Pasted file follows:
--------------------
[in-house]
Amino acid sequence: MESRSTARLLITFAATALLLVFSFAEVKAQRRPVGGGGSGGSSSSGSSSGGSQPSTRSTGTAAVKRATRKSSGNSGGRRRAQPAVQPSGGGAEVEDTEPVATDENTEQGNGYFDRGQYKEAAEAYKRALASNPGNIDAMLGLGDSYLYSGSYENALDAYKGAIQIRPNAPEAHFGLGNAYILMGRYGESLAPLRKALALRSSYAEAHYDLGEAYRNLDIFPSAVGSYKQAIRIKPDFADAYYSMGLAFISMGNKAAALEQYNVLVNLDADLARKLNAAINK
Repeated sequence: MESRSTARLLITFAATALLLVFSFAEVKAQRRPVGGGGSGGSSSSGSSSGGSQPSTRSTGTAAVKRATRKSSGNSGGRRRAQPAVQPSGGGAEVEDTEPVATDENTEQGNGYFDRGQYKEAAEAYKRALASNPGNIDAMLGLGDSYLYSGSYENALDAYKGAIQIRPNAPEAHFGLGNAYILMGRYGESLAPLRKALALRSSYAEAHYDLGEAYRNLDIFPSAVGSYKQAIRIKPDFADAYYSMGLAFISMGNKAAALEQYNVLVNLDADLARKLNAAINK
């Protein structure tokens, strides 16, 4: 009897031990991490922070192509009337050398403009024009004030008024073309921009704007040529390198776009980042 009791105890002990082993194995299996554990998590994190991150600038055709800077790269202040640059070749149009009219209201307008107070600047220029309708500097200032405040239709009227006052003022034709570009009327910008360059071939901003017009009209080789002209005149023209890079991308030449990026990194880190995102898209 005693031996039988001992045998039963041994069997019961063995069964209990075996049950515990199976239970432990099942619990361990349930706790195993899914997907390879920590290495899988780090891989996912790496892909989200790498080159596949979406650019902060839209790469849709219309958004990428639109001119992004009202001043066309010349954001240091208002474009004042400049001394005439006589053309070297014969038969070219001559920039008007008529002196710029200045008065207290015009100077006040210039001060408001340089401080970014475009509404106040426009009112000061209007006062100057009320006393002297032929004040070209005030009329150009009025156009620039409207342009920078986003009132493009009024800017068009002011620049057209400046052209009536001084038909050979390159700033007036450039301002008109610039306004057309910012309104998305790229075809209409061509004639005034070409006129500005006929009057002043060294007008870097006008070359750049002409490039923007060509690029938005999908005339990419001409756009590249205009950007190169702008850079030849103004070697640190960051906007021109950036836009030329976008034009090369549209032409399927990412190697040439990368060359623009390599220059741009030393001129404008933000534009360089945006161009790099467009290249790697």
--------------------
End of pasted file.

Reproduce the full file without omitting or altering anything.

[in-house]
Amino acid sequence: MESRSTARLLITFAATALLLVFSFAEVKAQRRPVGGGGSGGSSSSGSSSGGSQPSTRSTGTAAVKRATRKSSGNSGGRRRAQPAVQPSGGGAEVEDTEPVATDENTEQGNGYFDRGQYKEAAEAYKRALASNPGNIDAMLGLGDSYLYSGSYENALDAYKGAIQIRPNAPEAHFGLGNAYILMGRYGESLAPLRKALALRSSYAEAHYDLGEAYRNLDIFPSAVGSYKQAIRIKPDFADAYYSMGLAFISMGNKAAALEQYNVLVNLDADLARKLNAAINK
Repeated sequence: MESRSTARLLITFAATALLLVFSFAEVKAQRRPVGGGGSGGSSSSGSSSGGSQPSTRSTGTAAVKRATRKSSGNSGGRRRAQPAVQPSGGGAEVEDTEPVATDENTEQGNGYFDRGQYKEAAEAYKRALASNPGNIDAMLGLGDSYLYSGSYENALDAYKGAIQIRPNAPEAHFGLGNAYILMGRYGESLAPLRKALALRSSYAEAHYDLGEAYRNLDIFPSAVGSYKQAIRIKPDFADAYYSMGLAFISMGNKAAALEQYNVLVNLDADLARKLNAAINK
């Protein structure tokens, strides 16, 4: 009897031990991490922070192509009337050398403009024009004030008024073309921009704007040529390198776009980042 009791105890002990082993194995299996554990998590994190991150600038055709800077790269202040640059070749149009009219209201307008107070600047220029309708500097200032405040239709009227006052003022034709570009009327910008360059071939901003017009009209080789002209005149023209890079991308030449990026990194880190995102898209 005693031996039988001992045998039963041994069997019961063995069964209990075996049950515990199976239970432990099942619990361990349930706790195993899914997907390879920590290495899988780090891989996912790496892909989200790498080159596949979406650019902060839209790469849709219309958004990428639109001119992004009202001043066309010349954001240091208002474009004042400049001394005439006589053309070297014969038969070219001559920039008007008529002196710029200045008065207290015009100077006040210039001060408001340089401080970014475009509404106040426009009112000061209007006062100057009320006393002297032929004040070209005030009329150009009025156009620039409207342009920078986003009132493009009024800017068009002011620049057209400046052209009536001084038909050979390159700033007036450039301002008109610039306004057309910012309104998305790229075809209409061509004639005034070409006129500005006929009057002043060294007008870097006008070359750049002409490039923007060509690029938005999908005339990419001409756009590249205009950007190169702008850079030849103004070697640190960051906007021109950036836009030329976008034009090369549209032409399927990412190697040439990368060359623009390599220059741009030393001129404008933000534009360089945006161009790099467009290249790697």